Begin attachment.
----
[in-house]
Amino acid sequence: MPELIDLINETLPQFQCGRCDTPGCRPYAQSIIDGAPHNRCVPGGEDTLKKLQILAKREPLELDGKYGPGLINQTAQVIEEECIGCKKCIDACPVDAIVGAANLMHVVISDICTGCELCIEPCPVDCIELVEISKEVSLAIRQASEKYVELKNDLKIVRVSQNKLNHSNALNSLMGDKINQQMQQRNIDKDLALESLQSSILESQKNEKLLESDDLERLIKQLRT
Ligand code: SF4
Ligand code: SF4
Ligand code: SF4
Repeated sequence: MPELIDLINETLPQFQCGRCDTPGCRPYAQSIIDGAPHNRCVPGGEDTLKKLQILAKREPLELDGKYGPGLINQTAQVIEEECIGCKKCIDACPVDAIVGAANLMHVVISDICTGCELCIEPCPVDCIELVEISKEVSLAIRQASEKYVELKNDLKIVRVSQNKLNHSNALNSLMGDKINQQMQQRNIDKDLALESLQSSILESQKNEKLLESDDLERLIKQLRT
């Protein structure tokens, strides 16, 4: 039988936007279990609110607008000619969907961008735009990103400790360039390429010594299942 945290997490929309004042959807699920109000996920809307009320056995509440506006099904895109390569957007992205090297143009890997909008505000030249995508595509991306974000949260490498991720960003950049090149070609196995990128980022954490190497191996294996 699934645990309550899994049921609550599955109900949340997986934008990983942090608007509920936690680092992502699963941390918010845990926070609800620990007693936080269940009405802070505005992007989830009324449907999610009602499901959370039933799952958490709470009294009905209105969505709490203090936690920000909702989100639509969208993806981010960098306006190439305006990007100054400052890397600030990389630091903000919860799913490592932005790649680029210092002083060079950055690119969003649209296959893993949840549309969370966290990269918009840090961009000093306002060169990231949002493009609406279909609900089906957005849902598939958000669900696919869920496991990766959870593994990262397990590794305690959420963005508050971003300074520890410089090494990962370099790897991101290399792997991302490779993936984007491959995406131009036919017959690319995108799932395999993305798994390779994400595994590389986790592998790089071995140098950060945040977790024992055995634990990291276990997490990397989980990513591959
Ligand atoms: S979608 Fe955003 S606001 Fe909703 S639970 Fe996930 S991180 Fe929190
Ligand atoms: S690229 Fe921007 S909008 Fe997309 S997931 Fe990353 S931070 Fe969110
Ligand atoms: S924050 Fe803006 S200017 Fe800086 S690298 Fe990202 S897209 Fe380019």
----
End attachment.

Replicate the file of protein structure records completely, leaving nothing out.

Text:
[in-house]
Amino acid sequence: MPELIDLINETLPQFQCGRCDTPGCRPYAQSIIDGAPHNRCVPGGEDTLKKLQILAKREPLELDGKYGPGLINQTAQVIEEECIGCKKCIDACPVDAIVGAANLMHVVISDICTGCELCIEPCPVDCIELVEISKEVSLAIRQASEKYVELKNDLKIVRVSQNKLNHSNALNSLMGDKINQQMQQRNIDKDLALESLQSSILESQKNEKLLESDDLERLIKQLRT
Ligand code: SF4
Ligand code: SF4
Ligand code: SF4
Repeated sequence: MPELIDLINETLPQFQCGRCDTPGCRPYAQSIIDGAPHNRCVPGGEDTLKKLQILAKREPLELDGKYGPGLINQTAQVIEEECIGCKKCIDACPVDAIVGAANLMHVVISDICTGCELCIEPCPVDCIELVEISKEVSLAIRQASEKYVELKNDLKIVRVSQNKLNHSNALNSLMGDKINQQMQQRNIDKDLALESLQSSILESQKNEKLLESDDLERLIKQLRT
């Protein structure tokens, strides 16, 4: 039988936007279990609110607008000619969907961008735009990103400790360039390429010594299942 945290997490929309004042959807699920109000996920809307009320056995509440506006099904895109390569957007992205090297143009890997909008505000030249995508595509991306974000949260490498991720960003950049090149070609196995990128980022954490190497191996294996 699934645990309550899994049921609550599955109900949340997986934008990983942090608007509920936690680092992502699963941390918010845990926070609800620990007693936080269940009405802070505005992007989830009324449907999610009602499901959370039933799952958490709470009294009905209105969505709490203090936690920000909702989100639509969208993806981010960098306006190439305006990007100054400052890397600030990389630091903000919860799913490592932005790649680029210092002083060079950055690119969003649209296959893993949840549309969370966290990269918009840090961009000093306002060169990231949002493009609406279909609900089906957005849902598939958000669900696919869920496991990766959870593994990262397990590794305690959420963005508050971003300074520890410089090494990962370099790897991101290399792997991302490779993936984007491959995406131009036919017959690319995108799932395999993305798994390779994400595994590389986790592998790089071995140098950060945040977790024992055995634990990291276990997490990397989980990513591959
Ligand atoms: S979608 Fe955003 S606001 Fe909703 S639970 Fe996930 S991180 Fe929190
Ligand atoms: S690229 Fe921007 S909008 Fe997309 S997931 Fe990353 S931070 Fe969110
Ligand atoms: S924050 Fe803006 S200017 Fe800086 S690298 Fe990202 S897209 Fe380019």